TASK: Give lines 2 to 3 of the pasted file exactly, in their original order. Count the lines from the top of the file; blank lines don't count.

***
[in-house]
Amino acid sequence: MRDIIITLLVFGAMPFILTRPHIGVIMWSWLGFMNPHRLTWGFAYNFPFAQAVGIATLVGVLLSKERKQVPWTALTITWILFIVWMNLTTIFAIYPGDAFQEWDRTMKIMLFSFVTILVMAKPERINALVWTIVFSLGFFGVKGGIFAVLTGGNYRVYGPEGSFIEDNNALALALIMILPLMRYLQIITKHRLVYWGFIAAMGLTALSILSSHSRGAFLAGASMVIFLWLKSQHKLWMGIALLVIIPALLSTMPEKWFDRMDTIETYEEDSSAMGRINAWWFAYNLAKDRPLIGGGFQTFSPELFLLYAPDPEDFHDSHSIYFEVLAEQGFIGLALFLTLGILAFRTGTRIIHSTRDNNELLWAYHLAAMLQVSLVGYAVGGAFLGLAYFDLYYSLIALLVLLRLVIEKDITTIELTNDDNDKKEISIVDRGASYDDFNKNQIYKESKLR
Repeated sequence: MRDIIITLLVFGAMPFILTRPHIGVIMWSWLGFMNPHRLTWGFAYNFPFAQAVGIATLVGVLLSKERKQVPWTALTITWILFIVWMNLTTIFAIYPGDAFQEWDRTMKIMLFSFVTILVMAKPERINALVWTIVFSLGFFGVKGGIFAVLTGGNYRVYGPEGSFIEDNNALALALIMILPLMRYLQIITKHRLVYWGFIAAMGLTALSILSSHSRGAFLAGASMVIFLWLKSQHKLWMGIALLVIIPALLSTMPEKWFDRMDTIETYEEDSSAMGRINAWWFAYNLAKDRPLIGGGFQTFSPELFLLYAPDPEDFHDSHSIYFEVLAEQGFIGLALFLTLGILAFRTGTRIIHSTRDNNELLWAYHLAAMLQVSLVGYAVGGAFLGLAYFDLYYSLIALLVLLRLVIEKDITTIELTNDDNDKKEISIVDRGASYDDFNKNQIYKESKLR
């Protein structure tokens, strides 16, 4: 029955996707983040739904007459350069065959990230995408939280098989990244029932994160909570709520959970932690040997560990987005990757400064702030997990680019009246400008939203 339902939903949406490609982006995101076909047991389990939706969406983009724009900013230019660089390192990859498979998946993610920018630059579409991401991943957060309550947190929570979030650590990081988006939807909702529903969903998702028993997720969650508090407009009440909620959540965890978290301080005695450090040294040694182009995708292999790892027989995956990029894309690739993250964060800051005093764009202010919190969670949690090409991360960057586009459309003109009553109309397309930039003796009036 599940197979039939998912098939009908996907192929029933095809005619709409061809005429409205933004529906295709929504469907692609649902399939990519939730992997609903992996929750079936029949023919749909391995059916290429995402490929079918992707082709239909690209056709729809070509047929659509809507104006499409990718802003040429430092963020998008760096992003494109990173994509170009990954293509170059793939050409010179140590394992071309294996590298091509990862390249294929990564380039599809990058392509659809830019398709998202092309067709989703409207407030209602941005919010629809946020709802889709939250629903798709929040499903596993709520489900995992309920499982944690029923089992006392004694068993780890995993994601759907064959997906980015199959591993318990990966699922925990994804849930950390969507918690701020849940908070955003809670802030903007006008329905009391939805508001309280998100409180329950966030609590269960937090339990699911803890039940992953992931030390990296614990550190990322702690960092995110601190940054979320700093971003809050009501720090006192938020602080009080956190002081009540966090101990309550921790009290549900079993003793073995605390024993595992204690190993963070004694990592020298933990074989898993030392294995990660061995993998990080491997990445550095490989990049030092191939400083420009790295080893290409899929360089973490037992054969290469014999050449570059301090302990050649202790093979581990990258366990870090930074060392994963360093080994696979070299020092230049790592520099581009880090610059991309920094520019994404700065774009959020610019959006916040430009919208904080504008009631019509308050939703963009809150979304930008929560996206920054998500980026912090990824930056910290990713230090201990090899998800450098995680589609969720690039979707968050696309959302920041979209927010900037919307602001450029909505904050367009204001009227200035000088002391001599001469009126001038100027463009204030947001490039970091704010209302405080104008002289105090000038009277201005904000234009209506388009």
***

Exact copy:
Amino acid sequence: MRDIIITLLVFGAMPFILTRPHIGVIMWSWLGFMNPHRLTWGFAYNFPFAQAVGIATLVGVLLSKERKQVPWTALTITWILFIVWMNLTTIFAIYPGDAFQEWDRTMKIMLFSFVTILVMAKPERINALVWTIVFSLGFFGVKGGIFAVLTGGNYRVYGPEGSFIEDNNALALALIMILPLMRYLQIITKHRLVYWGFIAAMGLTALSILSSHSRGAFLAGASMVIFLWLKSQHKLWMGIALLVIIPALLSTMPEKWFDRMDTIETYEEDSSAMGRINAWWFAYNLAKDRPLIGGGFQTFSPELFLLYAPDPEDFHDSHSIYFEVLAEQGFIGLALFLTLGILAFRTGTRIIHSTRDNNELLWAYHLAAMLQVSLVGYAVGGAFLGLAYFDLYYSLIALLVLLRLVIEKDITTIELTNDDNDKKEISIVDRGASYDDFNKNQIYKESKLR
Repeated sequence: MRDIIITLLVFGAMPFILTRPHIGVIMWSWLGFMNPHRLTWGFAYNFPFAQAVGIATLVGVLLSKERKQVPWTALTITWILFIVWMNLTTIFAIYPGDAFQEWDRTMKIMLFSFVTILVMAKPERINALVWTIVFSLGFFGVKGGIFAVLTGGNYRVYGPEGSFIEDNNALALALIMILPLMRYLQIITKHRLVYWGFIAAMGLTALSILSSHSRGAFLAGASMVIFLWLKSQHKLWMGIALLVIIPALLSTMPEKWFDRMDTIETYEEDSSAMGRINAWWFAYNLAKDRPLIGGGFQTFSPELFLLYAPDPEDFHDSHSIYFEVLAEQGFIGLALFLTLGILAFRTGTRIIHSTRDNNELLWAYHLAAMLQVSLVGYAVGGAFLGLAYFDLYYSLIALLVLLRLVIEKDITTIELTNDDNDKKEISIVDRGASYDDFNKNQIYKESKLR